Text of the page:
galactic light

galactic light

[gə′lak·tik ′līt]
(astronomy)
The part of the illumination of the night sky that is due to light emitted from stars but diffused through interstellar space.
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References in periodicals archive ?
To analyze galactic light as discrete points, the astronomers relied on a highly sensitive, computer-chip-like detector known as a charge-coupled device (CCD), which contains a grid of light-sensing elements.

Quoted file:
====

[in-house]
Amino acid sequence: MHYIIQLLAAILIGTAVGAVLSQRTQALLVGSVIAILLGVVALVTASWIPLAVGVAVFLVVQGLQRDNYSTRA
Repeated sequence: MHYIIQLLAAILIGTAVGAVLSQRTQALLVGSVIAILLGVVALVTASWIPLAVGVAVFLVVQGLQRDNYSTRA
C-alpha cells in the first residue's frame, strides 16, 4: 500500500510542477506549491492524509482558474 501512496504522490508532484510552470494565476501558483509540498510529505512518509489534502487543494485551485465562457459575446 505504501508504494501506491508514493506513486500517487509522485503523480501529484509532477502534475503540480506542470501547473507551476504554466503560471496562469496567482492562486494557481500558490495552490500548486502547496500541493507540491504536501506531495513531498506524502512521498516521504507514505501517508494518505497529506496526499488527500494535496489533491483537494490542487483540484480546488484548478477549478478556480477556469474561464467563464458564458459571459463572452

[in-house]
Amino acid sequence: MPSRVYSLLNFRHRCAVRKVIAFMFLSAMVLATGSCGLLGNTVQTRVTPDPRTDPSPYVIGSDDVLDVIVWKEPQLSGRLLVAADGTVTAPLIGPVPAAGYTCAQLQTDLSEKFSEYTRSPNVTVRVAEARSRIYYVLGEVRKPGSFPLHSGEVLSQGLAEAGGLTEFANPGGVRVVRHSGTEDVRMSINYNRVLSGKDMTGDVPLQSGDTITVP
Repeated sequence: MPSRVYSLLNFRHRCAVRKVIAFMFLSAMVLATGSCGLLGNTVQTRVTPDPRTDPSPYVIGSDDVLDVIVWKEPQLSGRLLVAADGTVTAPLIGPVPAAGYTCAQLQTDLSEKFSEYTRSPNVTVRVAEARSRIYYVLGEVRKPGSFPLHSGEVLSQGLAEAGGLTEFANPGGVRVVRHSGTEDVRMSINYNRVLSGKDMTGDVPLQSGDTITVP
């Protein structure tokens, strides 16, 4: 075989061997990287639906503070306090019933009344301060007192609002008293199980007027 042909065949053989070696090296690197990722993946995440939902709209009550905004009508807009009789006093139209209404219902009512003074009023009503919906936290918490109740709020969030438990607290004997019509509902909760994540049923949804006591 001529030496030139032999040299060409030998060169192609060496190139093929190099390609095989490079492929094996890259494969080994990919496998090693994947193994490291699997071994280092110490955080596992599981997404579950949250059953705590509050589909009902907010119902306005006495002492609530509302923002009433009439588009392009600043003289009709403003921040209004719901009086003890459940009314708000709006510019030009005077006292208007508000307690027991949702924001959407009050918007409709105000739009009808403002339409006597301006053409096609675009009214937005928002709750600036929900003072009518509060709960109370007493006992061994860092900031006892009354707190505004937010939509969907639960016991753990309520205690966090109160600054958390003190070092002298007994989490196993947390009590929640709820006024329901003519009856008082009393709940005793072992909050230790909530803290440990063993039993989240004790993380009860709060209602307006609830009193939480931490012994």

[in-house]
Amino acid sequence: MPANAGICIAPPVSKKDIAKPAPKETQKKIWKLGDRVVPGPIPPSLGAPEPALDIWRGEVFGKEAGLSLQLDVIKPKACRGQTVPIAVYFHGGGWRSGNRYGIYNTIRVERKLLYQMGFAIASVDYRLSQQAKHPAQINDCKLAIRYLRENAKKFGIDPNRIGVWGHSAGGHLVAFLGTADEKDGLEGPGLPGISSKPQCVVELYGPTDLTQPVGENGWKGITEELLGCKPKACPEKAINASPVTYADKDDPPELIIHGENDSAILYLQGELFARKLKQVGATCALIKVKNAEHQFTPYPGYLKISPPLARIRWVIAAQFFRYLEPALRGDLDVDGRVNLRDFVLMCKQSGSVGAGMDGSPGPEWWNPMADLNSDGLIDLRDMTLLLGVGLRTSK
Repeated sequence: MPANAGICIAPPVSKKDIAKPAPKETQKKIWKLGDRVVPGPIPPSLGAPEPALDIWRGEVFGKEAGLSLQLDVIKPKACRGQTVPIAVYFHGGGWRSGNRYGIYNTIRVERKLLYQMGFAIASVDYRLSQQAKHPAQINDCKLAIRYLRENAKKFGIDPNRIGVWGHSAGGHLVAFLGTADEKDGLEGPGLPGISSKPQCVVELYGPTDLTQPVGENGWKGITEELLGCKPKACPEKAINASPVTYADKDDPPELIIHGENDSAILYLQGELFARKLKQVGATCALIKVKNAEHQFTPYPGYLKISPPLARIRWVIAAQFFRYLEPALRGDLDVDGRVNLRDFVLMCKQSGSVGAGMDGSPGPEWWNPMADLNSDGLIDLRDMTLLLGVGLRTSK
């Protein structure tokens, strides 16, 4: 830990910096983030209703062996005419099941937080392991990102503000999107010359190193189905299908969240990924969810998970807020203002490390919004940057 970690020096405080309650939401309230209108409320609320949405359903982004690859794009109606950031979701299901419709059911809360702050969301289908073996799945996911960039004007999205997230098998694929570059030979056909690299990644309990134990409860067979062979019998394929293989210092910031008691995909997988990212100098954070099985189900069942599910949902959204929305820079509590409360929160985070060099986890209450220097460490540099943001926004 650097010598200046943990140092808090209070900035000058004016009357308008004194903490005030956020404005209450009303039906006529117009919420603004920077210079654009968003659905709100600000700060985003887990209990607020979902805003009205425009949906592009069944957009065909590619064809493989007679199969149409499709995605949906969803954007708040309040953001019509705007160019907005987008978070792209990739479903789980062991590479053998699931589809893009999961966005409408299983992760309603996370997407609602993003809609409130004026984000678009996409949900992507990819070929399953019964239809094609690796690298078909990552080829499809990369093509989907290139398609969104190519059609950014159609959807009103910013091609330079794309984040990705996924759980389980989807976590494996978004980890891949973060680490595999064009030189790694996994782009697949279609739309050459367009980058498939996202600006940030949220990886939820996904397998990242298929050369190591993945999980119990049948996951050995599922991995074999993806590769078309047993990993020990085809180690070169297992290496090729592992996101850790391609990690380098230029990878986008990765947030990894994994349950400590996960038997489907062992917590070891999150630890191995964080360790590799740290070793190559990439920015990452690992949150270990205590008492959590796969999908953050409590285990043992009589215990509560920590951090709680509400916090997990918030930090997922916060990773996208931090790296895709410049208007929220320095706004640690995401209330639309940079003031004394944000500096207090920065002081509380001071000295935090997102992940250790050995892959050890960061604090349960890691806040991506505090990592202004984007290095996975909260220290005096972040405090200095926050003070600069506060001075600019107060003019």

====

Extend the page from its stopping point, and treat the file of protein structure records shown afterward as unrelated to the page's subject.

Spectra of the galactic light indicate that faint red dwarfs account for 80 percent of stars in elliptical galaxies.
To pick out Lyman-alpha emission from the general background of galactic light, astronomers must use a filter that permits the passage of only a very narrow range of wavelengths.